Infidelity Psychology Incubated At the moment

Incubated Infidelity

Source: with permission from -wallpaperflare

Couples around the world have sought refuge for weeks. Judging from the calls from friends and family in my office and the confessions, I would say that the old adage “familiarity breeds contempt” has some value.

When people are cramped around the clock, especially if they’re not used to spending a lot of time together, it seems pretty universal to get on each other’s nerves.

Let’s be honest. It was not easy.

But imagine for a moment what it might be like if, instead of worrying about garden diversity issues, you or your spouse discovered infidelity just before the coronavirus turned our world upside down and forced you to be together all the time.

For some, this is not a hypothetical situation; they live it.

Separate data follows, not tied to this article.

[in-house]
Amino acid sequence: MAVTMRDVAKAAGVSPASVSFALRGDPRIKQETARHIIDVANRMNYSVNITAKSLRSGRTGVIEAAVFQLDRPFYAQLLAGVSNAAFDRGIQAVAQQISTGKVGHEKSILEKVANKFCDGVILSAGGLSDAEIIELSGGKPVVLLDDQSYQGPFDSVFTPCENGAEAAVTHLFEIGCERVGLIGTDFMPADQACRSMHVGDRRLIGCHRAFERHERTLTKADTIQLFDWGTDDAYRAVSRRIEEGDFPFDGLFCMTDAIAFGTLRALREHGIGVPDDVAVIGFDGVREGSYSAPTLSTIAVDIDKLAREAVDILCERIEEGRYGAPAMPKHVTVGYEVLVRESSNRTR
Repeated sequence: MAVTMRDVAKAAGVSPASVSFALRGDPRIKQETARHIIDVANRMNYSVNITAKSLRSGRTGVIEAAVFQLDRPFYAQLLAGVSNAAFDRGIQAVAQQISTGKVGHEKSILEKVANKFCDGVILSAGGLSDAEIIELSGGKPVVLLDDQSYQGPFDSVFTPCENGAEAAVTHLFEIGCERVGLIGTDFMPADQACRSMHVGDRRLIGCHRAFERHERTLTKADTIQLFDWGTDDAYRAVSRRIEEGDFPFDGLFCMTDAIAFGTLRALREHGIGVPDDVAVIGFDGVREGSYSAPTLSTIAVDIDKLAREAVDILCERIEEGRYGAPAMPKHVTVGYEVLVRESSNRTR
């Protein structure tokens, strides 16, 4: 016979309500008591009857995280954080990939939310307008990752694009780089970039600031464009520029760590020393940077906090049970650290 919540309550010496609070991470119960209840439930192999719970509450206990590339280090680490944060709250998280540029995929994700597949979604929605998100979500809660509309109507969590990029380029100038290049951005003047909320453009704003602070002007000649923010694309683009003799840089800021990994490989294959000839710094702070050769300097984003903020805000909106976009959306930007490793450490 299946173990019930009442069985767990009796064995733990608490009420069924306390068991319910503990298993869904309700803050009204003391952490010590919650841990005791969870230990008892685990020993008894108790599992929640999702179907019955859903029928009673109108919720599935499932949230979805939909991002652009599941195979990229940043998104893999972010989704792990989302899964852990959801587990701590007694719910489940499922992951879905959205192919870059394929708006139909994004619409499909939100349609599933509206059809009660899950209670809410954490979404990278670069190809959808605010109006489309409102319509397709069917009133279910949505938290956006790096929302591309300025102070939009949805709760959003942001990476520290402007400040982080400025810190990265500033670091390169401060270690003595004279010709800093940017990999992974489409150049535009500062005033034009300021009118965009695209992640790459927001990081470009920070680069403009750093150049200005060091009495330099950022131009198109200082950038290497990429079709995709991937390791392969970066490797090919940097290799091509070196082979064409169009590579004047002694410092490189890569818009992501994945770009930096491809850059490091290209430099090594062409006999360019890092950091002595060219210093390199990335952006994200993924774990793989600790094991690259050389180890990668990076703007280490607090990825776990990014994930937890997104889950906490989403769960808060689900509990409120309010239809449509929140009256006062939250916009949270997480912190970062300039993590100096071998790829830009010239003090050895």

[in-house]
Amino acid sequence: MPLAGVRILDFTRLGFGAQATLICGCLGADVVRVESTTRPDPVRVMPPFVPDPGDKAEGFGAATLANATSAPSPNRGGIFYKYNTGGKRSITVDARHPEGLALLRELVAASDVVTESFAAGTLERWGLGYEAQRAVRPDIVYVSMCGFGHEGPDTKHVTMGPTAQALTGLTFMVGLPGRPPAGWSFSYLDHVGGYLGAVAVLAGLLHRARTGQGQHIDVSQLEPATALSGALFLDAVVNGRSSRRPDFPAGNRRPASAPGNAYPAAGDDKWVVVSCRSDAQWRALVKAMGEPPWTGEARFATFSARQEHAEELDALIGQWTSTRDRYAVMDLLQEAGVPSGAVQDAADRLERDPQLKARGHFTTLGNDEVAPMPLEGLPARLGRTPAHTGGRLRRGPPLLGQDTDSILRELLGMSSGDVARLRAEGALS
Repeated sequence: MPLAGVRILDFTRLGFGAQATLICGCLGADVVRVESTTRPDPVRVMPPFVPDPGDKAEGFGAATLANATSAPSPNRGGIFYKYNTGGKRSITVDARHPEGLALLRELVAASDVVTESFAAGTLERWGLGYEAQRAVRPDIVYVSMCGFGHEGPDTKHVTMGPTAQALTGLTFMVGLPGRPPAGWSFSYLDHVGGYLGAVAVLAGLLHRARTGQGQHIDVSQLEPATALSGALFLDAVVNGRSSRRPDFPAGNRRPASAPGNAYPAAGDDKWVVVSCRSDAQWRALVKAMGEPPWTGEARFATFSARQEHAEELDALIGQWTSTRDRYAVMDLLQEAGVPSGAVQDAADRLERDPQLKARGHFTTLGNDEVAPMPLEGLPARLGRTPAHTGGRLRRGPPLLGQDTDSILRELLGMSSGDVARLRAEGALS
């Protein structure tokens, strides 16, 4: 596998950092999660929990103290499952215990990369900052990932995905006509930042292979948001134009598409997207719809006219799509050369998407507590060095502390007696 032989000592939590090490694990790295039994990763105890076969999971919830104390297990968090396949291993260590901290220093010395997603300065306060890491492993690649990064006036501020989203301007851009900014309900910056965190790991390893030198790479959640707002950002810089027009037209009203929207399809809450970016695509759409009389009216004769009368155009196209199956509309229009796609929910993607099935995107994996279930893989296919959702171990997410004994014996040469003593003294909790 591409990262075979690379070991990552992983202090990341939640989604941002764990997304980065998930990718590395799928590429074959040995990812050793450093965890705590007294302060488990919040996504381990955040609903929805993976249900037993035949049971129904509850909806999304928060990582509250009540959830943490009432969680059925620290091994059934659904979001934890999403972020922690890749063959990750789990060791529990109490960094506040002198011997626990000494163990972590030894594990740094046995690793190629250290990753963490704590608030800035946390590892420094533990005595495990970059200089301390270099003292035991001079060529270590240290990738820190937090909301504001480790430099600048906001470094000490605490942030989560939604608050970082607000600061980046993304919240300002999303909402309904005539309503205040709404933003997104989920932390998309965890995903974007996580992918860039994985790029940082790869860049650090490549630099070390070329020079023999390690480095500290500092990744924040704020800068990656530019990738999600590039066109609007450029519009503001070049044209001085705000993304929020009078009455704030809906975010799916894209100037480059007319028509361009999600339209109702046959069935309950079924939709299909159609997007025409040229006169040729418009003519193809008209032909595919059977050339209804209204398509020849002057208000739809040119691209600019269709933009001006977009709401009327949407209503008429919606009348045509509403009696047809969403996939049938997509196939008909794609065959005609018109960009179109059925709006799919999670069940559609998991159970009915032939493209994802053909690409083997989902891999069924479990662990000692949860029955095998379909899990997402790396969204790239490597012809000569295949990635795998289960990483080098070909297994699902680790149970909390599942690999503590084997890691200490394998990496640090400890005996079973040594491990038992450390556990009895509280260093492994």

While these pairs report some fairly predictable challenges, there are some surprising bonuses too.

The bonuses

Uninterrupted time together. One of the most common things I hear from betrayed partners is that soon after being discovered, despite being devastated, they find solace in the physical presence of their spouse, which seems to help stave off rumination and anxiety.

For this reason, in my book, Healing From Infidelity, I encourage couples to spend extra time together whenever possible, even if it means taking time off from work.

Now we have no other choice. We are together. We have no place to go. These couples say the pandemic was a blessing in disguise, especially when, under normal circumstances, a long time together would have been impossible.

Time to talk. After the affairs, most of the betrayed spouses are very curious about what happened and why it happened. This often includes marathon discussions of the matter, especially early on. But then life happens and people get busy, making it necessary to put these healing talks on hold.